At the start of the book humanity is living in a walled off city with a wall bigger than the Titans, as they are called. So a state of complacency has developed.  It’s a long time since the Titans have breached.  But the arrival of a Colossus changes everything.
The characters are young, fierce fighters who fight with the aid of an acrobatic harness through which they abseil and glide around, seeking to pierce the Titans weak spot at the back of the neck.
It’s inked in black and white and these clear lines and a sense of perpetual motion keep the action zipping along.  Be prepared for ‘Walking Dead’ style offing of good guts, though.  The gang isn’t all here by close of this first installment, and there are some pretty merciless deaths.
Book 1 has a bonus, an interview with the author, with some preliminary sketches (and a depiction of the author as a Titan!).
So with Book 1 sorted I may make this a weekly treat, it’s a massive series.
Huge fun.

A review of C.S.Lewis’s “The Magician’s Nephew”

This is the prequel to “The Lion, the Witch, and the Wardrobe,” but was written after that book, first published in 1955.  Nothing unusual in this, we do it today with successful franchises, going back to before the beginning for new adventures and fresh insights into the world of the tales.  George R.R. Martin has just written a prequel to his staggeringly popular ‘Game of Thrones’  series, for example.  Then there’s the Star Wars prequels.  So you can see from these examples that sometimes this is successful, sometimes not.  Questions to consider; does it link in coherently with the world building of the series as a whole?  Does it bring fresh excitements and understandings?  Does it work as a stand-alone tale?  For George Lucas, arguably, there were real problems with these things.  Here, it most definitely does.
This is a cracking story that you could come to with no other introduction to the works of Professor Lewis.  It tells, as many of our richest children’s stories do, of a new friendship in the long Summer holiday, of exploring long secret passageways and secret rooms, of sinister relatives, and a heartbreaking reality of  dying mother.  Then, an exploration into a wider fantasy world, with a wicked Queen, a certain magical and heroic lion, and the birth of a new world.  Welcome to Narnia.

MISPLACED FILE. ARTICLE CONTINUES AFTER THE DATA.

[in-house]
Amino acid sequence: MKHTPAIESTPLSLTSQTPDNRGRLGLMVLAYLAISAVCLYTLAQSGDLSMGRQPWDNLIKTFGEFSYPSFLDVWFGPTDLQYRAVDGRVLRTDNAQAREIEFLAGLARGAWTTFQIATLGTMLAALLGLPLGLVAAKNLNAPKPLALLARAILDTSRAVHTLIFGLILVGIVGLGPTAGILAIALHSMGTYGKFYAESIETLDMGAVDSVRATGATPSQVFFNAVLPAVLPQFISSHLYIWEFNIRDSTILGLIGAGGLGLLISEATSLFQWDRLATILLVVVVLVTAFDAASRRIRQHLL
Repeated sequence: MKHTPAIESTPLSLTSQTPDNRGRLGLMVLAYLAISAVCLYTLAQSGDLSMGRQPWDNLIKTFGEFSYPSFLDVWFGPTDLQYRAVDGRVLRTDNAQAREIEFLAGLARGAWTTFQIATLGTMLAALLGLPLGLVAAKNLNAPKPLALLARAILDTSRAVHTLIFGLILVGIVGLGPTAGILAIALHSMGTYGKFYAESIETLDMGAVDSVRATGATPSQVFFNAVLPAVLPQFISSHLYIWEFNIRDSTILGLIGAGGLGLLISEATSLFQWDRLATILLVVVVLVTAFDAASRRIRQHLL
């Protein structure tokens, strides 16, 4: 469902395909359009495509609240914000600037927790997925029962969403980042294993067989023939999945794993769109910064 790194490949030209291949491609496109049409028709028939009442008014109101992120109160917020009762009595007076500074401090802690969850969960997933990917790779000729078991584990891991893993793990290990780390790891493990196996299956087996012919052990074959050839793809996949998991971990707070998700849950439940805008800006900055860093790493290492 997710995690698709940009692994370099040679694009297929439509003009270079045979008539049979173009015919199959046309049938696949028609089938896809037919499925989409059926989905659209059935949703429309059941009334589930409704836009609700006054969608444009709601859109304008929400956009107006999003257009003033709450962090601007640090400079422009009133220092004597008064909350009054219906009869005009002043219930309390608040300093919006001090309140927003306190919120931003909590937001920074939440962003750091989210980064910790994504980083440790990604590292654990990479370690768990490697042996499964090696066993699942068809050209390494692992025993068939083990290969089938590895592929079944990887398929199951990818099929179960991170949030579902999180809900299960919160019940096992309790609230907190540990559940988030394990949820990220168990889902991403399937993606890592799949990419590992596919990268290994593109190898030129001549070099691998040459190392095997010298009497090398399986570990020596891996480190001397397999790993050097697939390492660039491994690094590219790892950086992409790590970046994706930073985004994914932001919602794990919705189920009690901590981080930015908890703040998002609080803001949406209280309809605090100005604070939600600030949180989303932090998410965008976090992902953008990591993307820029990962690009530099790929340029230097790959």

There are wonderful scenes that live on in the imagination, including the ‘multi-verse’ anticipating glade of pools that provide routes into different worlds and a haunting vision of evil in the dying world of Charn, with its progressively evil rulers represented in statue form, so the increasing moral despair and degradation in their faces is preserved and plain to see.  Then the evil breaks into this world, and there’s a semi-comic and chaotic chase involving the evil Queen, a hi-jacked Hansom cab, the Police, and various others.  The creation of Narnia is a hauntingly beautiful beautiful scene, life birthed by song.  And we see the origin of Narnia’s eco-system of intelligent, talking animals, and the framework is set for the future novels with a human King and Queen and the introduction of evil magic to this new world.
It’s a cracking story well told.  Seasoned readers of Lewis will enjoy spotting Lewis’s signature themes explored in his more grown up novels and writings such as the power of myth, the estrangement of evil, and more.  It’s a joy, and I recommend it.